Vitamin C Helps You to Fight Cancer

It is time to rewrite our nutrition textbooks. The textbooks of yesterday tell us that vitamin C prevents scurvy. They talk of the vitamin’s role in healing wounds. They explain that vitamin C aids in the formation of collagen, which holds cells together.

But an update is in order. It is not that vitamin C does not do these things. Rather, it does more – much more.

It may very well help to prevent cancer, says the Committee on Diet, Nutrition, and Cancer (of the U.S.). The panel members were impressed enough with studies of vitamin C and Cancer to advise us to eat foods rich in vitamin C every day.

Scientists have found that cancers of the stomach and esophagus are less common among people who eat diets rich in vitamin C. In fact, year-round access to foods rich in vitamin C may be one explanation for the dramatic fall in stomach cancer rates in the case of the United States.

Stomach cancer was common in the United States at the turn of the 20th century, when some fruits and vegetables were available only seasonally. We now have year round access to these fruits and vegetables, and many are rich in vitamin C. And stomach cancer is no longer common. It does remain a major health problem in some parts of the world.

A few studies also tie vitamin C to lower risk of bladder and colon cancer. But there is not enough research yet to make a firm judgment about vitamin C’s  ability to protect against these two forms of cancer.

How Vitamin C Protects Us

We have a pretty good idea of how vitamin C works to prevent cancer. Substances in food called nitrites can turn into cancer-causing nitrosamines during cooking or digestion. Bacon, of course, has a particularly bad record;  nitrosamines have often been found in it after cooking.

Laboratory scientists know that nitrosamines can be created by letting certain chemicals come in contact with each other. yet when vitamin C is added to the chemical mixture that normally results in nitrosamines, fewer of them form. In some cases, vitamin C has completely blocked the formation of nitrosamines.

Can the same thing happen in our bodies? Studies around the globe suggest that the answer is yes.

In the U.S., a team of  researchers found that the chances of developing cancer of the esophagus went down as the amount of fruits and vegetables in the diet went up. Researchers also know that Americans and Western Europeans have fairly low rates of stomach cancer. These countries enjoy access to a variety of fruits and vegetables.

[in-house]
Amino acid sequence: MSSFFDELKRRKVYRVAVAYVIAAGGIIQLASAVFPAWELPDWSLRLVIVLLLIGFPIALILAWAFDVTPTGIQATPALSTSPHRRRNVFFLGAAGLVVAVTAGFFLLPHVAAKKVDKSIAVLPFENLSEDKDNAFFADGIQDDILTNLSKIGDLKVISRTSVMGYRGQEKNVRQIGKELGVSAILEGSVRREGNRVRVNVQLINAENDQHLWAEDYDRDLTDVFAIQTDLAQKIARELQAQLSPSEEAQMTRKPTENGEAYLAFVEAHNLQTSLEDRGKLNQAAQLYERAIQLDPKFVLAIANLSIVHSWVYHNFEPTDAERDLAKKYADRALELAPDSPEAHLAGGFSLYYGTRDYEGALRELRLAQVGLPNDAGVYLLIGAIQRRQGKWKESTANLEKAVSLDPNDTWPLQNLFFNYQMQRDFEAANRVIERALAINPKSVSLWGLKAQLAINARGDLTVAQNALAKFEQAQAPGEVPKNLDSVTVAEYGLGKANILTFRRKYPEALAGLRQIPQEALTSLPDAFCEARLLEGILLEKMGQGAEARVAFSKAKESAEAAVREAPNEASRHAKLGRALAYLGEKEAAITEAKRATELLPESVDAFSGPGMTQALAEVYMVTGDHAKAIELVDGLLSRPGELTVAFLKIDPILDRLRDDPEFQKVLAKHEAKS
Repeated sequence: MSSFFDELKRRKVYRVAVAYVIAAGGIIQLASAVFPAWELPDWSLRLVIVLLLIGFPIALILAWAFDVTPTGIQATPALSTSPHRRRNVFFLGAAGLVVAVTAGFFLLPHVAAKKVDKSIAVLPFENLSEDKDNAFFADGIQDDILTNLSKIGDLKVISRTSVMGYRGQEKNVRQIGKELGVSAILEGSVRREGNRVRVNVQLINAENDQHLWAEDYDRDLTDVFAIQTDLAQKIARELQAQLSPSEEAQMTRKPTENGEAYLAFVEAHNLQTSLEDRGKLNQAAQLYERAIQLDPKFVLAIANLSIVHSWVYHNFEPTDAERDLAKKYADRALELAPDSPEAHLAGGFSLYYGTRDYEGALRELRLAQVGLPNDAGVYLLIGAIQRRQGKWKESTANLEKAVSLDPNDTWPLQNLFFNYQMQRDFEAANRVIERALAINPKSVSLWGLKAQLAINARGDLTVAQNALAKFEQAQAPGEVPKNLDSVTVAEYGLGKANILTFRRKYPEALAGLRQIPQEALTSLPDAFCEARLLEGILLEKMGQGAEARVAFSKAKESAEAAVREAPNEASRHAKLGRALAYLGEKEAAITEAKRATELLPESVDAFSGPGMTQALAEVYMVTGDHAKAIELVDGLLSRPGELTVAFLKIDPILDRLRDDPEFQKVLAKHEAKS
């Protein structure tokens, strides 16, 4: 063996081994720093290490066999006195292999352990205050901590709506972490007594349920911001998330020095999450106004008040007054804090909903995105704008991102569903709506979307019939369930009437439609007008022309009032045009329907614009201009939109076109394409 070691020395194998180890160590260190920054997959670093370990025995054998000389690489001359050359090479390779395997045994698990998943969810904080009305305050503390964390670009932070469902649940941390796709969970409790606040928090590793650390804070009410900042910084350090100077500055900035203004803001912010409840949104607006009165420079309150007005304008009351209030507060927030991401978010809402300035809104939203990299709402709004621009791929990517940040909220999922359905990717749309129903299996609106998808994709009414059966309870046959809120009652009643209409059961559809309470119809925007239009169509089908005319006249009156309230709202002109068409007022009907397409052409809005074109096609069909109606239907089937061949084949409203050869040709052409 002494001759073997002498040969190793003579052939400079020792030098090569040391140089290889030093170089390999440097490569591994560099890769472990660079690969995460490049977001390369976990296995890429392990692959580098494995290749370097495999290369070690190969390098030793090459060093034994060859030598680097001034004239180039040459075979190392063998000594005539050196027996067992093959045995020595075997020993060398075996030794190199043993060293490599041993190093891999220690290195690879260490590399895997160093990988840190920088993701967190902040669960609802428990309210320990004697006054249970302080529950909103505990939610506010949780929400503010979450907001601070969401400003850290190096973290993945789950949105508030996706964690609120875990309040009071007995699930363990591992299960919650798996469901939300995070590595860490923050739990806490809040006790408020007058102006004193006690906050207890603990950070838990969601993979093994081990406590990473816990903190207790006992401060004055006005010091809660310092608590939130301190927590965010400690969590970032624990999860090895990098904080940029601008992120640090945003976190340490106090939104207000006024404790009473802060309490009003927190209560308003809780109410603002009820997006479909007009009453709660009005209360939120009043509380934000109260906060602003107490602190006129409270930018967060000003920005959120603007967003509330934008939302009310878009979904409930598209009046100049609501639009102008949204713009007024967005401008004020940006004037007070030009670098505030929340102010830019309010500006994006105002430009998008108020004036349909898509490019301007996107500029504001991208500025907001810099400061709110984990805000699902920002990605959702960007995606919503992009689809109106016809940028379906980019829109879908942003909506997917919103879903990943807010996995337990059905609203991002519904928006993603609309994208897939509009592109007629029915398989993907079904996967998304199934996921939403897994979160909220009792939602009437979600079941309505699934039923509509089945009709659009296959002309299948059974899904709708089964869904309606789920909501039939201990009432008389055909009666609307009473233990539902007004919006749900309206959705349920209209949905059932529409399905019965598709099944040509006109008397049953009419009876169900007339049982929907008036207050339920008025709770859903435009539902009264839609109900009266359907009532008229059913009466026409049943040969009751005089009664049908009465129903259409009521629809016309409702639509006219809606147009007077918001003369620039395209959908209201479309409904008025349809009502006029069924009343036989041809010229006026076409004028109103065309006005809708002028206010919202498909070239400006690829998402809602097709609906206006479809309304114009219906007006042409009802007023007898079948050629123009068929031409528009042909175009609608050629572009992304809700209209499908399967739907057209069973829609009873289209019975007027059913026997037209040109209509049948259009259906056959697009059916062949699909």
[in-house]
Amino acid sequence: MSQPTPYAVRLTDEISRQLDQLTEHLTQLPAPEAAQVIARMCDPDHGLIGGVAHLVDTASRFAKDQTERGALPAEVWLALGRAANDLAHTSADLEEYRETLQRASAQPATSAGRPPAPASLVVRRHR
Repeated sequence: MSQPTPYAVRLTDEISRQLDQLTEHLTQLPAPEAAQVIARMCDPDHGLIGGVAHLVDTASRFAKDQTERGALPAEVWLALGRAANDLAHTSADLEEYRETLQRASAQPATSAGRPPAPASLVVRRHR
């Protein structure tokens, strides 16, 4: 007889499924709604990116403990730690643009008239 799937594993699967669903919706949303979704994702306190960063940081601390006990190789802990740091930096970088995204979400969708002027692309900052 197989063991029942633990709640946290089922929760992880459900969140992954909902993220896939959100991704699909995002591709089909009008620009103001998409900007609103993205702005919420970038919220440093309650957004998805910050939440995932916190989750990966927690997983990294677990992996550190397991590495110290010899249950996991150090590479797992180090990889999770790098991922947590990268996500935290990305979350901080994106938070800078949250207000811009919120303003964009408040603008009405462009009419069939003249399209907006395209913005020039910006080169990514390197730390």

On the other hand, fruit and vegetable intake is low in some of the regions where stomach and esophageal cancer are rampant. Iranians living along the coast of the Caspian Sea, for instance, have alarming rates of esophageal cancer. Researchers sent to find out why noted that fruits and vegetables were almost absent from the diets of these people.

Another Role for Vitamin C

Scientists have known for decades that vitamin C can block the chemical reaction called oxidation. Oxidation is the process that causes food to become rancid. Substances that prevent oxidation are called antioxidants.

Until recently, no one realized that antioxidants might help protect against cancer. But they very well may. Scientists now believe that some chemicals cause cancer only if oxidized. By preventing oxidations, vitamin C may cut down on our exposure to cancer-causing chemicals.

The Recommendation and How to Meet It

“Eat fruits, vegetables…… daily, especially those high in vitamin C,” advises the Committee on Diet, Nutrition, and Cancer. This is going to be a popular recommendations. Almost everyone – from babies to adults – likes foods rich in vitamin C.

To follow the committee’s advice, take a look at the following chart. It rates foods as low, medium, or high in this vitamin.
How about animal foods? Animal foods are not listed because the supply less than 10 % of the vitamin C in our diet. Fruits and vegetables are the foods to depend on for this nutrient.

Vitamin C in Fruits and Vegetables

Low * Medium ** H i g h ***
Apples Apricots Asparagus
Celery Bananas Broccoli
Cucumber Beets Brussels sprouts
Grapes Blackberries Cabbage
Pears Carrots Cantaloupe
Plums Cherries Cauliflower
Pumpkins Corn Grapefruit
Dark green leafy vegetables Green pepper
Kale Kohlrabi
Mangoes Lemons
Peaches Limes
Potatoes (white) Oranges
Spinach Peas
Summer squash Pineapple
Watermelon Raspberries
Winter squash Strawberries
Sweet potatoes
Tangerines
Tomatoes
* Low: ** Medium: ** High:
Less than 5 mg per average serving. 5 to 20 mg per average serving. More than 20 mg per average serving.

Adapted from the work of Committee on Diet, Nutrition, and Cancer, National Academy of Sciences, USA, 1989

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